🐆 3 min, 🐌 6 min

🔬 Weekly experiment 11, 2020

Hey There.

A few weeks ago, I started a new job, and that meant going to the office every day. I love the daily discussions with my colleges. But there's no denying that my productivity fell in the past few weeks.

You see for the past two years I've been working from home. So it's no surprise that I'm not accustomed to being in the office all day.

Then the Coronavirus outbreak happened, and half of the world ended up at home in quarantine. I have some experience with working from home, and I'll try to add my five cents. This post might not apply to you if the majority of your work isn't knowledge/thinking work.

I have a quiet workplace at home that allows me to achieve deep focus. I know that not everyone has the luxury of a home office. Or maybe your work can't be done from anywhere. But if you are some sort of a knowledge worker you can do at least a part of your work from home.

One of the things I noticed when working from home is that if I'm tired I'll end up of social media or YouTube quite fast. In the office, I guess peer pressure helps me stay away from social media.

So no matter the environment you have at home for work. You can take a nap at home. Either in your bed or on your couch. This will allow you to recharge your batteries and get your energy levels back up.

Do you know your energy levels?

Around two to three hours after I wake up, my energy levels rise. If I'm rested, I can achieve a high focus for one or two hours. Then I get hungry.

I learned that postpone the hunger with light nuts, fruit for an extra hour but till 13h I'll be tired. Time for lunch and refuel the tank.

Energy vs. Time

After lunch, my energy levels drop. Significantly and until around hour and a half after lunch, my productivity is well nonexistent. The black tea helps, but it just prolongs the inevitable fact. Much needed break.

So what I try to do when working from home is take a longer (1.5h) lunch break with half-hour nap. After the nap, I drink my black tea and can get another 2-3h of really focused work in. Then around 18h, I'll be tired again.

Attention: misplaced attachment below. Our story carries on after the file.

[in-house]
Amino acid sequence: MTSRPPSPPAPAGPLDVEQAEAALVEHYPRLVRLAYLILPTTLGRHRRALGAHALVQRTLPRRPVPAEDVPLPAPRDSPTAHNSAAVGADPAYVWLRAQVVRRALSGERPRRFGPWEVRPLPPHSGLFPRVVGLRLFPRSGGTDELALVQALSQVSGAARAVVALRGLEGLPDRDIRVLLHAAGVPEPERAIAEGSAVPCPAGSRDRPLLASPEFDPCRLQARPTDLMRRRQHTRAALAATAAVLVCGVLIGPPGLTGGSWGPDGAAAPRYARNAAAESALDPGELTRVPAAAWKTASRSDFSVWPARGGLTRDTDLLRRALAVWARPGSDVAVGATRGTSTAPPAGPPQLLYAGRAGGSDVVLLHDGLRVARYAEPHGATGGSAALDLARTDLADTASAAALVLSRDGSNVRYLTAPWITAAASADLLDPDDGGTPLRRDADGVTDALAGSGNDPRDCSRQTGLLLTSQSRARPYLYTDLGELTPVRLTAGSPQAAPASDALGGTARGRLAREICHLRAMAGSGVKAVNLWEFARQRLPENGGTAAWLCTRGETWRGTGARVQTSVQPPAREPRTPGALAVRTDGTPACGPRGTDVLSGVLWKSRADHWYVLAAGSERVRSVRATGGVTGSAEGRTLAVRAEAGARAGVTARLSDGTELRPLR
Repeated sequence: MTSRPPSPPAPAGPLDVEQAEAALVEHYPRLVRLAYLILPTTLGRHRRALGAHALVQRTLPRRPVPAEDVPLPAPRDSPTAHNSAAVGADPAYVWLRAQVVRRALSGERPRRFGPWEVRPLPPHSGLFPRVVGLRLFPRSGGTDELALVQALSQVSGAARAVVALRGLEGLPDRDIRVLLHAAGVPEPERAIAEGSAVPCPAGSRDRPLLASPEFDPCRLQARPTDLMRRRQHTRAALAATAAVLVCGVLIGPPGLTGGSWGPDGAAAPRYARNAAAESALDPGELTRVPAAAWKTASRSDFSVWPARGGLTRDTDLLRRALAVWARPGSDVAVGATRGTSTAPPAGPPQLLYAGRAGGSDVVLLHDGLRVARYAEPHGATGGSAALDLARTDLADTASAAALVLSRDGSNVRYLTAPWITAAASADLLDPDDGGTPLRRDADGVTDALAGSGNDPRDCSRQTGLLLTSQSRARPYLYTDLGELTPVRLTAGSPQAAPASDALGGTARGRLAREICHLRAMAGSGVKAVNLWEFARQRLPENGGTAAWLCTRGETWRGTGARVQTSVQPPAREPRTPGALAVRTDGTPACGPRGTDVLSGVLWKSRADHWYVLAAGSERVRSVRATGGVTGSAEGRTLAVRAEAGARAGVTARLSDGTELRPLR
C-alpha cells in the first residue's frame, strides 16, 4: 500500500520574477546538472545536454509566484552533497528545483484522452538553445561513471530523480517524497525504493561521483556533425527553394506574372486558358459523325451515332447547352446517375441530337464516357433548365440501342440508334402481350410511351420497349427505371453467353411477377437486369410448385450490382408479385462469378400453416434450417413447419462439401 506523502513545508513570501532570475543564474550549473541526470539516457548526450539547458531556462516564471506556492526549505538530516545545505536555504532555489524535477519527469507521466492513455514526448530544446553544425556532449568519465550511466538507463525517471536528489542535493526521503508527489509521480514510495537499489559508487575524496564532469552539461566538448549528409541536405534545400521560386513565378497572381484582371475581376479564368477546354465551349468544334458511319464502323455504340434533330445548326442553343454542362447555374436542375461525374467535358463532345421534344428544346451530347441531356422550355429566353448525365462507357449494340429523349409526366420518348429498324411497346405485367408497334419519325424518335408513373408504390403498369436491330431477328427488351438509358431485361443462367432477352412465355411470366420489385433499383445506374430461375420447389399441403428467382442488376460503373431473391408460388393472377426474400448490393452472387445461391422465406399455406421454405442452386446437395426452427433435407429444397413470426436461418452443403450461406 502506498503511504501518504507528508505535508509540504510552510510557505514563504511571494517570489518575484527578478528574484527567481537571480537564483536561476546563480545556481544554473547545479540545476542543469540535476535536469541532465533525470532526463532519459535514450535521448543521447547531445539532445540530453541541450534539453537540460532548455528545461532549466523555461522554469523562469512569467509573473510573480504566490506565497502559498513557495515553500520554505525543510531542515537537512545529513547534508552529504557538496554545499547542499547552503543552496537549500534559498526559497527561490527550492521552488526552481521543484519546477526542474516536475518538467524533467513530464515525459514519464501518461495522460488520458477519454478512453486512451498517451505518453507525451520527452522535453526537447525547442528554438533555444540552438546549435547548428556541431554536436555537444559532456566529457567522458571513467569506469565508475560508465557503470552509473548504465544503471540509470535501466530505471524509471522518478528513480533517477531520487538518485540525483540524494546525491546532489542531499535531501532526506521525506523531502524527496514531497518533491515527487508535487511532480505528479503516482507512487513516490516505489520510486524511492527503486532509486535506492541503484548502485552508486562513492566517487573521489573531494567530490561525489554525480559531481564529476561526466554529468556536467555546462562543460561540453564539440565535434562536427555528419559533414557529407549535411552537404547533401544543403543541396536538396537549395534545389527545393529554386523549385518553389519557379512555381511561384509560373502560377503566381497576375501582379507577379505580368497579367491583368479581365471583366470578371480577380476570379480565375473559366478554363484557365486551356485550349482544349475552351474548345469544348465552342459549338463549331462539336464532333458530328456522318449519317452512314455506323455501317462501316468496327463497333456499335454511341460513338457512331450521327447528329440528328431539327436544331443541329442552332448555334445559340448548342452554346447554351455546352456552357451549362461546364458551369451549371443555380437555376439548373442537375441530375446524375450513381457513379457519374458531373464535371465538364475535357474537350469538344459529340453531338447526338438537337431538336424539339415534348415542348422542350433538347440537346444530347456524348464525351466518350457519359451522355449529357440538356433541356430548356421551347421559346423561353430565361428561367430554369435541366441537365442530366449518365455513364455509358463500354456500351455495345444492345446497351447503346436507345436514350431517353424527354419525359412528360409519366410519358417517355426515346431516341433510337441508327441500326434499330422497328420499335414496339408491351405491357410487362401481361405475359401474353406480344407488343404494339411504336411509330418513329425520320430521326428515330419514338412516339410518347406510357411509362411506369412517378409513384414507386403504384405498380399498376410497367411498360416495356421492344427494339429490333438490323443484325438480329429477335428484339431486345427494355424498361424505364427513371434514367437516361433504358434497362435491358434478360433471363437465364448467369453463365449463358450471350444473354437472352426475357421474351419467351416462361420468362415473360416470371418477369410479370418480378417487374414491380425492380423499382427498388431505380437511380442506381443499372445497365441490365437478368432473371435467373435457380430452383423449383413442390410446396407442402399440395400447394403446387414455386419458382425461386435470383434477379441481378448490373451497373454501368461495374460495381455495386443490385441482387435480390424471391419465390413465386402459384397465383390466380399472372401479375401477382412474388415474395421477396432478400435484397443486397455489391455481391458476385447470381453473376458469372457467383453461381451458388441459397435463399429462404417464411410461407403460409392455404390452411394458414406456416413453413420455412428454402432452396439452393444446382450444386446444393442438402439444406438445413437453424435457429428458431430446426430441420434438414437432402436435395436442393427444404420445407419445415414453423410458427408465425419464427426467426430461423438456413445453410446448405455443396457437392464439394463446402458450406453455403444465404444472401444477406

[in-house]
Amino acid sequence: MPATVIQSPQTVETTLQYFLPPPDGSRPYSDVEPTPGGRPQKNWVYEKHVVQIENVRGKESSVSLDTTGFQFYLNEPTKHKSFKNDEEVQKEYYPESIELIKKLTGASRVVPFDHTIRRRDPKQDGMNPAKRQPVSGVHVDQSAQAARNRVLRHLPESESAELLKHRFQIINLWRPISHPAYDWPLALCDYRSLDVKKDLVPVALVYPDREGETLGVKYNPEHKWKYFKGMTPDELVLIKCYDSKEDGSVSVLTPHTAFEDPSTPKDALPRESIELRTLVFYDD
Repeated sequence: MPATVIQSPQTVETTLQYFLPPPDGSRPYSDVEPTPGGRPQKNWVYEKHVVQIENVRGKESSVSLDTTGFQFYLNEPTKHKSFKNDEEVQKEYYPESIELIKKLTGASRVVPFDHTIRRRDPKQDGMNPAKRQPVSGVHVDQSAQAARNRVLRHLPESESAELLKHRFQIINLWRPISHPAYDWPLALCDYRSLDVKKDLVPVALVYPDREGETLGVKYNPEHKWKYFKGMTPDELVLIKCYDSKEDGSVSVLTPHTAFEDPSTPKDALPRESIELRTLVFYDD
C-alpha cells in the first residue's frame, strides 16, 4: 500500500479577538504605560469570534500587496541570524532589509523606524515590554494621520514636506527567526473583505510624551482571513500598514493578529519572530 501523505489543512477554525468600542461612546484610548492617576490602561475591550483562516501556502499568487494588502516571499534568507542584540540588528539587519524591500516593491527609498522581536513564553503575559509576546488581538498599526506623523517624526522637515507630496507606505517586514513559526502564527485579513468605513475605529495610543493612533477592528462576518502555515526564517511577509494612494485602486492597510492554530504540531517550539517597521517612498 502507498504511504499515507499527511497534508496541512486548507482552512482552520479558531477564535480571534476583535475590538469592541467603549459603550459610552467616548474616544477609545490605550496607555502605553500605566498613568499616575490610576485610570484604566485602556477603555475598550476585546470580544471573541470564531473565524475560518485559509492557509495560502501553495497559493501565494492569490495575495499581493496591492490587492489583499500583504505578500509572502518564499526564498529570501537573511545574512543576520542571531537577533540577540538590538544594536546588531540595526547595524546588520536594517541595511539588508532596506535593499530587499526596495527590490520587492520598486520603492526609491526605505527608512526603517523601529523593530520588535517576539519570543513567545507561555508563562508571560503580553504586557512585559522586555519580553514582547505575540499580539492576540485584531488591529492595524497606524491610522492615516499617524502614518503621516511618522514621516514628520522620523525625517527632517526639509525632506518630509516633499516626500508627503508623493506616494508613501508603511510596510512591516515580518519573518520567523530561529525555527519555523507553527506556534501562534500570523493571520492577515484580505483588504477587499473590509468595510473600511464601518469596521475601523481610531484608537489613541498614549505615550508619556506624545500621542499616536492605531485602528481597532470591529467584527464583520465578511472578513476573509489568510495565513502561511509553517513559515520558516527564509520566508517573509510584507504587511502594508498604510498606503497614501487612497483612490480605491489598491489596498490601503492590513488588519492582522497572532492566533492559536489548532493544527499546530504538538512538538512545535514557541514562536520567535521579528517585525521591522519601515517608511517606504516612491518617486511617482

I got my 8h of work, but I extended my workday. Right? Not necessarily if you make a longer lunch break, you can make the most of it and go for a walk, run. Whatever refreshes you.

If you prefer a short and refreshing lunch break, consider preparing your food a day before. Then use the time for the nap.

Sure, you can't afford to have such a schedule every day. But 2-3 days a week are doable as long as your job allows you to do part of the work from home. I know I can't build a particle accelerator at home. I'm not Tony Stark, unfortunately. So I have to drop to the research institute from time to time. When I do and miss my afternoon nap:

Energy vs. Time

Well then focus on the second half of the day is just low.

I hope that the Coronavirus outbreak will convince a boss or two that it makes sense to allow employees to work from home from time to time. After all, in the knowledge economy, it's more important how you manage your energy and attention than time.

Figure out your energy levels and try to do the majority of the work then.

How to measure energy levels?

Now all fine and well, but how do we measure our energy levels? How do you find your prime time? I guess my schedule is a good starting point if you don't have any clues. Try the breaks and monitor your energy levels.

To get a better sense, you can try a nuclear option:

  • Quite sugar, caffeine, alcohol and alarm clock for three weeks.
  • Then write down your energy levels on scale 1 10 for every hour for the three weeks. The pattern should emerge.

That's the approach that Chris Bailey took in his year-long productivity experiment. He outlines the specifics in his book The Productivity Project (2016) .

In my opinion, Chris goes a step too far in his experiments:

  • 35h of meditation in a week.
  • Testing if he's more productive in 90h or 40h workweeks.
  • Waking up at 5:30 and realising, it's not worth it.
  • Living in isolation for 10 days.

To name a few. Isolation experiment is pretty easy to try out at the moment 🙂

Knowing your energy levels might allow you to maximise your productivity. But don't forget to ask yourself why are you trying to be more productive in the first place.

We continue next week with sub-series: Are you a productivity ninja? of series: Who am I?

Small weekly experiment at a time 12, 2020

Task management on business cards works quite well, but I ran out of them. The printing house is closed at the moment so back to old habits for a while.

In the upcoming week, I'll be re-measuring my energy levels. I think that my prime time slightly shifted in the past two years.

You know the drill let me know what will be your small experiment this week. If you find a typo, have a comment or have an idea for improvement shoot me a message. 😉

Till the next weekly experiment.


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